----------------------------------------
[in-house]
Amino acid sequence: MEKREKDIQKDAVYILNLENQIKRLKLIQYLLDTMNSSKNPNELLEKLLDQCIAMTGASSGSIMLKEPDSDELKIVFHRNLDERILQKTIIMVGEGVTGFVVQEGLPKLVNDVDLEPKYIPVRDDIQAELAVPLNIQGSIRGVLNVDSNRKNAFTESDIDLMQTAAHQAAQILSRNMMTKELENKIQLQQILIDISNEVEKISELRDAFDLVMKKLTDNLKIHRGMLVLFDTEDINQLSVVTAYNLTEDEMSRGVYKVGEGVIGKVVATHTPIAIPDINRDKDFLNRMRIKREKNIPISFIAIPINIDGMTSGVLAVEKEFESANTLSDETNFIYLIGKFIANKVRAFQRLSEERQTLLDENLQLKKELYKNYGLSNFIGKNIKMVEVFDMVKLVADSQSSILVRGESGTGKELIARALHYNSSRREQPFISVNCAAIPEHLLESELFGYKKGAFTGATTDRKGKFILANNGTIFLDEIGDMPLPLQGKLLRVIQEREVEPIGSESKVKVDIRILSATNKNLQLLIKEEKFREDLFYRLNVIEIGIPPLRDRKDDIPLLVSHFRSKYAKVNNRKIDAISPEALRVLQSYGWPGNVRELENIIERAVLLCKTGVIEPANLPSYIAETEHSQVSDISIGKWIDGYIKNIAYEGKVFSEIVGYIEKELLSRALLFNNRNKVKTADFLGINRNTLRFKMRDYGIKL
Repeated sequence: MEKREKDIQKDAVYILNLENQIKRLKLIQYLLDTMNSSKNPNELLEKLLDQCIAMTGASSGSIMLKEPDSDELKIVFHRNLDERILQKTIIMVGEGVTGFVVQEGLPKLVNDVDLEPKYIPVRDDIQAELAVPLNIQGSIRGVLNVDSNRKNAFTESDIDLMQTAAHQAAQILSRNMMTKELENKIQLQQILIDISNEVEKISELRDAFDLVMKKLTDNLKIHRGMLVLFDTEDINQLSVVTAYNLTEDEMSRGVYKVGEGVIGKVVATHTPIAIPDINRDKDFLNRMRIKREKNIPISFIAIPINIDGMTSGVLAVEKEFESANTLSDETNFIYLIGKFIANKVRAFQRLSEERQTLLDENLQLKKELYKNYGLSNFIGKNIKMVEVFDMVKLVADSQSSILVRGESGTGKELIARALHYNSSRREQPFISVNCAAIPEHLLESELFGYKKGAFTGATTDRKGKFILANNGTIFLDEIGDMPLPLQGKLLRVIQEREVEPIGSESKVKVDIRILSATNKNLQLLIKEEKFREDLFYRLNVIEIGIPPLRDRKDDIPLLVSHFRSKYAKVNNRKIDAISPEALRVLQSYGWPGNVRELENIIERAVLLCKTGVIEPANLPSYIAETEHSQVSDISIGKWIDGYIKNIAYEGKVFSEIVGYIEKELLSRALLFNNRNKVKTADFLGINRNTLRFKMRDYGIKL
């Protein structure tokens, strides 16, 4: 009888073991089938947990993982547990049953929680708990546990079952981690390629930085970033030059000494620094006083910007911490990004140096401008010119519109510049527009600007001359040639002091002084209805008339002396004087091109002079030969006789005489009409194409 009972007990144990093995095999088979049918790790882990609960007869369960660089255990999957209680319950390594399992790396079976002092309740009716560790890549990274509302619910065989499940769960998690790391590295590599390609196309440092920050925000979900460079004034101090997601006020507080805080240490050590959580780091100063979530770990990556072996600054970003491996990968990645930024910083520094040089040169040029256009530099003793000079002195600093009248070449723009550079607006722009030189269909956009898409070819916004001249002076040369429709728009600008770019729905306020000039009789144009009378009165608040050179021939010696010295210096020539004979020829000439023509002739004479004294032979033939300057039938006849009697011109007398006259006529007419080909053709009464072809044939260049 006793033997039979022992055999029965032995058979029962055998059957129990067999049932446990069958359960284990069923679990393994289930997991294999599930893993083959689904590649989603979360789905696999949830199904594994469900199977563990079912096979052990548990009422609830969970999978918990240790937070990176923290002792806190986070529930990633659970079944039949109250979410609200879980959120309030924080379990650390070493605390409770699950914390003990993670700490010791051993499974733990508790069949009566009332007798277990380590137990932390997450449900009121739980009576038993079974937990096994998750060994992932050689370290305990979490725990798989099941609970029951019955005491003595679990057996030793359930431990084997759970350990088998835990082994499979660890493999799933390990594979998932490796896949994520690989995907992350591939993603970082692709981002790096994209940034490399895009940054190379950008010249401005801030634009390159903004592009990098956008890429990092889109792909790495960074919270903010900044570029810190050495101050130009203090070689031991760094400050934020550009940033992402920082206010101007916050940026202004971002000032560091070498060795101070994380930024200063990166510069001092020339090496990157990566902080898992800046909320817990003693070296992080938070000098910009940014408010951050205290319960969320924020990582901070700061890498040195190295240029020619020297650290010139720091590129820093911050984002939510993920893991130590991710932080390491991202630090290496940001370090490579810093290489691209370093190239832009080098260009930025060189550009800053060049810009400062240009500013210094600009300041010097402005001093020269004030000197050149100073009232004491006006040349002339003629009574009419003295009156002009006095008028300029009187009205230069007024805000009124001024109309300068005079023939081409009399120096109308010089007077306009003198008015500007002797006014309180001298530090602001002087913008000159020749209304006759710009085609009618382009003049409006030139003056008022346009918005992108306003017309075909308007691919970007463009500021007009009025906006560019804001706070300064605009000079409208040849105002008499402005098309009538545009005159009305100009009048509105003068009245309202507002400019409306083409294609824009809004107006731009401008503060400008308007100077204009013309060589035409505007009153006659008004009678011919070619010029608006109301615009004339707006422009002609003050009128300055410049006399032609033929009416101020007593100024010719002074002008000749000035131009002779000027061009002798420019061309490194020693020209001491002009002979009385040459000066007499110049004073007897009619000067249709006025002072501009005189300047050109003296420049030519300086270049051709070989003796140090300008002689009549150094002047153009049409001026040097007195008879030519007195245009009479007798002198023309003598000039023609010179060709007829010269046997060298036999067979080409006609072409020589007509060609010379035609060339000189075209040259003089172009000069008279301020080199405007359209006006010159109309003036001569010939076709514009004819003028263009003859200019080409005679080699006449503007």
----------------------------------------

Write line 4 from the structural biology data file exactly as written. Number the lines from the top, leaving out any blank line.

């Protein structure tokens, strides 16, 4: 009888073991089938947990993982547990049953929680708990546990079952981690390629930085970033030059000494620094006083910007911490990004140096401008010119519109510049527009600007001359040639002091002084209805008339002396004087091109002079030969006789005489009409194409 009972007990144990093995095999088979049918790790882990609960007869369960660089255990999957209680319950390594399992790396079976002092309740009716560790890549990274509302619910065989499940769960998690790391590295590599390609196309440092920050925000979900460079004034101090997601006020507080805080240490050590959580780091100063979530770990990556072996600054970003491996990968990645930024910083520094040089040169040029256009530099003793000079002195600093009248070449723009550079607006722009030189269909956009898409070819916004001249002076040369429709728009600008770019729905306020000039009789144009009378009165608040050179021939010696010295210096020539004979020829000439023509002739004479004294032979033939300057039938006849009697011109007398006259006529007419080909053709009464072809044939260049 006793033997039979022992055999029965032995058979029962055998059957129990067999049932446990069958359960284990069923679990393994289930997991294999599930893993083959689904590649989603979360789905696999949830199904594994469900199977563990079912096979052990548990009422609830969970999978918990240790937070990176923290002792806190986070529930990633659970079944039949109250979410609200879980959120309030924080379990650390070493605390409770699950914390003990993670700490010791051993499974733990508790069949009566009332007798277990380590137990932390997450449900009121739980009576038993079974937990096994998750060994992932050689370290305990979490725990798989099941609970029951019955005491003595679990057996030793359930431990084997759970350990088998835990082994499979660890493999799933390990594979998932490796896949994520690989995907992350591939993603970082692709981002790096994209940034490399895009940054190379950008010249401005801030634009390159903004592009990098956008890429990092889109792909790495960074919270903010900044570029810190050495101050130009203090070689031991760094400050934020550009940033992402920082206010101007916050940026202004971002000032560091070498060795101070994380930024200063990166510069001092020339090496990157990566902080898992800046909320817990003693070296992080938070000098910009940014408010951050205290319960969320924020990582901070700061890498040195190295240029020619020297650290010139720091590129820093911050984002939510993920893991130590991710932080390491991202630090290496940001370090490579810093290489691209370093190239832009080098260009930025060189550009800053060049810009400062240009500013210094600009300041010097402005001093020269004030000197050149100073009232004491006006040349002339003629009574009419003295009156002009006095008028300029009187009205230069007024805000009124001024109309300068005079023939081409009399120096109308010089007077306009003198008015500007002797006014309180001298530090602001002087913008000159020749209304006759710009085609009618382009003049409006030139003056008022346009918005992108306003017309075909308007691919970007463009500021007009009025906006560019804001706070300064605009000079409208040849105002008499402005098309009538545009005159009305100009009048509105003068009245309202507002400019409306083409294609824009809004107006731009401008503060400008308007100077204009013309060589035409505007009153006659008004009678011919070619010029608006109301615009004339707006422009002609003050009128300055410049006399032609033929009416101020007593100024010719002074002008000749000035131009002779000027061009002798420019061309490194020693020209001491002009002979009385040459000066007499110049004073007897009619000067249709006025002072501009005189300047050109003296420049030519300086270049051709070989003796140090300008002689009549150094002047153009049409001026040097007195008879030519007195245009009479007798002198023309003598000039023609010179060709007829010269046997060298036999067979080409006609072409020589007509060609010379035609060339000189075209040259003089172009000069008279301020080199405007359209006006010159109309003036001569010939076709514009004819003028263009003859200019080409005679080699006449503007």